THE BLOG
05/06/2007 03:58 pm ET | Updated May 25, 2011

From V-Chips to Vetoes

Don't you just love the progression, or regression, we've made, over the past several years, from figuring out how to block what we don't want to see on our TV screen to the food we eat to whether to follow through on the innumerable opportunities afforded us to procreate every time we engage in what we consider to be harmless fun. And, make no mistake, were it up to this administration and, arguably, this Supreme Court, the days of harmless fun may well be over.

Yes, friends, President Bush whose muscular veto of the Iraq war funding bill captured last week's headlines now promises to exercise that fuel-efficient veto power once again, only this time to veto any effort made by a Democratic Congress to mitigate against his flagrant goal of doing to Roe v. Wade what he did to Baghdad.

The reaction to the president's growing obsession to use his newly discovered, and clearly intoxicating, veto power on bills that roll back choice should come as no surprise, especially in light of the fact that 30% of those Republican wanna-be presidents, at the Reagan library debate, said they don't "believe in" evolution. Excuse me, but I thought that evolution was established as scientific fact. Maybe these fellows were thinking of "evilution," a process that happens when the axis of evil is allowed to metastasize from a morbid abstraction to a twisted rationale for torture, illegal search and seizure, and unjustified, unlimited detention.

While the talking heads were busy keeping score of whose Republican mitts went up first in response to a question that one prospective nominee, the next day, declared to be irrelevant, ("Why does it matter whether the next president of the United States believes in evolution?"), those who want another decade in which to deny women access to health care services which will not only save the lives of their "preborn" progeny, but their own lives, as well, were at home licking their chops at the clear and present danger of a McCain presidency.

When watching the debate Thursday night, I confess, I had one of those V-chip moments myself, and wished my TV came equipped with the apparatus requisite to block hypocrisy, so I wouldn't have to watch ten rich guys talking as if they gave a flying fajita about the middle class, or the working man and woman in this country. Having to listen to obscene talk of securing the border against illegal immigrants coming from the mouths of those who have gained the most from their exploitation was more than I could bear.

Instead, I proceeded to keep track of just how swiftly, almost effortlessly , this "commander guy" has managed to work his way through the alphabet, and how far he has come from unitary to make it squarely into veto country.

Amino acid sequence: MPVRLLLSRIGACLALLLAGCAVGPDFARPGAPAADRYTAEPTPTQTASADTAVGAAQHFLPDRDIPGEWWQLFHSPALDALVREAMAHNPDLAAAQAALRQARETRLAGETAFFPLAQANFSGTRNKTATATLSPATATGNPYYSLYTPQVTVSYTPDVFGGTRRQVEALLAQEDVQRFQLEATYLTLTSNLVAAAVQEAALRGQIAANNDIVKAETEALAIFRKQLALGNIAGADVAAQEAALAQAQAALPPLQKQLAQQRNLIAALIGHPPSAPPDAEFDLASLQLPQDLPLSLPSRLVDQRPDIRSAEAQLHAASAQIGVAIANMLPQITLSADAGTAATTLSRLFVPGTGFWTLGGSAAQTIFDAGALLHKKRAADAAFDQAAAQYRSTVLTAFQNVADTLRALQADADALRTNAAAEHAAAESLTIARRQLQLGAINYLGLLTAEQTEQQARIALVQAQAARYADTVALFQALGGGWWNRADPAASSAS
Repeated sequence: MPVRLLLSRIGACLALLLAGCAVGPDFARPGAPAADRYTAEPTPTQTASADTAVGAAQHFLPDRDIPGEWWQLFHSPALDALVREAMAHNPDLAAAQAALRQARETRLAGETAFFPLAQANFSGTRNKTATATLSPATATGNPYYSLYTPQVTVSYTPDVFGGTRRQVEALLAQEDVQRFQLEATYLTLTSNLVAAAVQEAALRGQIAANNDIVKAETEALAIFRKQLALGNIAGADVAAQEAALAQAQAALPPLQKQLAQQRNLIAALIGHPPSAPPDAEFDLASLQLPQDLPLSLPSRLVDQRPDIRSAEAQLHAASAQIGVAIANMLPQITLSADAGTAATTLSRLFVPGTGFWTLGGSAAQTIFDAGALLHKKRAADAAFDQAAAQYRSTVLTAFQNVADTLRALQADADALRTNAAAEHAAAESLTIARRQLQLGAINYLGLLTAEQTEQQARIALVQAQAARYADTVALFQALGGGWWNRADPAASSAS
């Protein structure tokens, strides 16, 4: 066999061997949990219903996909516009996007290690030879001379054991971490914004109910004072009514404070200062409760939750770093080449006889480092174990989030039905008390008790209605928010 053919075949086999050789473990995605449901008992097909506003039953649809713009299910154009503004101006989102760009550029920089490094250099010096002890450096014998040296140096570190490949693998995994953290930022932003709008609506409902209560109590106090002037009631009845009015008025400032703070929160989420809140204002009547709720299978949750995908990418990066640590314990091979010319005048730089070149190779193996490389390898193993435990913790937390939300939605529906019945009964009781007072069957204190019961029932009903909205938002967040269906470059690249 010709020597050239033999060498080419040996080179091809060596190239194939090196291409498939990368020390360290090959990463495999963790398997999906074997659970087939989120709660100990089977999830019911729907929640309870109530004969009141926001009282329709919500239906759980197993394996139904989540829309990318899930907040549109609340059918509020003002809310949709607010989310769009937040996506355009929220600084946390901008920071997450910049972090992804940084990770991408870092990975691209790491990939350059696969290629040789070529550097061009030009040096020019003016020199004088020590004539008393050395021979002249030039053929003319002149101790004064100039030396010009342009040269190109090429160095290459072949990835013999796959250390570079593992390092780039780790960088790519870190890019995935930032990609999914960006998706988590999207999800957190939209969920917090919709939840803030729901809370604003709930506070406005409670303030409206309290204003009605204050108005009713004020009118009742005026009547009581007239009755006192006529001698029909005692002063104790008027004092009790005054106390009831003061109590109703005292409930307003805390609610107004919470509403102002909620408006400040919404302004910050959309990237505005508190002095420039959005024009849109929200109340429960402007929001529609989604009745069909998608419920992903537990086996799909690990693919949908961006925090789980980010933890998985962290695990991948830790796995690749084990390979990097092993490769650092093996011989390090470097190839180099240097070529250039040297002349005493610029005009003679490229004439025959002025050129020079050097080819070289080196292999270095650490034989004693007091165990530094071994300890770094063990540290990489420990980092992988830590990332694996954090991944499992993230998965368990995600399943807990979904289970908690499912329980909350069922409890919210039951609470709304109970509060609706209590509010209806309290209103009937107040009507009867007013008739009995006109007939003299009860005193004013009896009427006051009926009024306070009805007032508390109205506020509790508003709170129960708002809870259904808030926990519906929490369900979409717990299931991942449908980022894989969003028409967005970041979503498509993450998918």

"I will veto any legislation that weakens current federal policies and laws on abortion, or that encourages the destruction of human life at any stage," the president wrote in a letter within hours of his party's first debate. And if, as he suggests, he really opposes the taking of human life "at any stage," how can he support legislation that furthers the destruction of the lives of more American service members, as well as those of Iraqis? Can it be that the lives of those yet to be born mean more to this president than the lives of those in combat? How can one who opposes stem cell research out of concern for human life, in its conceptual stage, turn around and authorize $124 billion more to divest of breath many thousands? By what quirk of logic can this come to pass? May he be held to account for those words by the widows, children, mothers, and fathers of every man and woman who lost their lives as a result of his illegal, and irrelevant war.

What a cynical ideology it is that confuses the right to life with the right to live, and that uses a frozen embryo as a pawn in a game to promote the politics of privilege, to ensure that poverty is generational by denying a woman the right to determine her own destiny. Over the past six years, we've witnessed the collapse of opportunity across the board; this is just one more perverse attempt to instill a sense of caste into those who dare to strive. The women who will most be impacted, were Roe to be overturned, would be the poor women, those for whom a college education, and a career, will, once again, become a distant hope.

Upon hearing Mr. Bush's resolve to stay the course, and turn back the constitutional amendment that allows for legalized abortion, Douglas Johnson, the head of the National Right to Life Committee told the Associated Press how much he appreciates "that the president is drawing a bright line," and a bright line it is, indeed, a border that separates rich from poor, literate from illiterate, privileged from disenfranchised. But what happens to a country when the voice of the majority is stifled for the protection and profit of the minority? Stay tuned, there hasn't been a V-chip made yet that is powerful enough to keep images of growing domestic sectarian violence from coming to a theatre near you.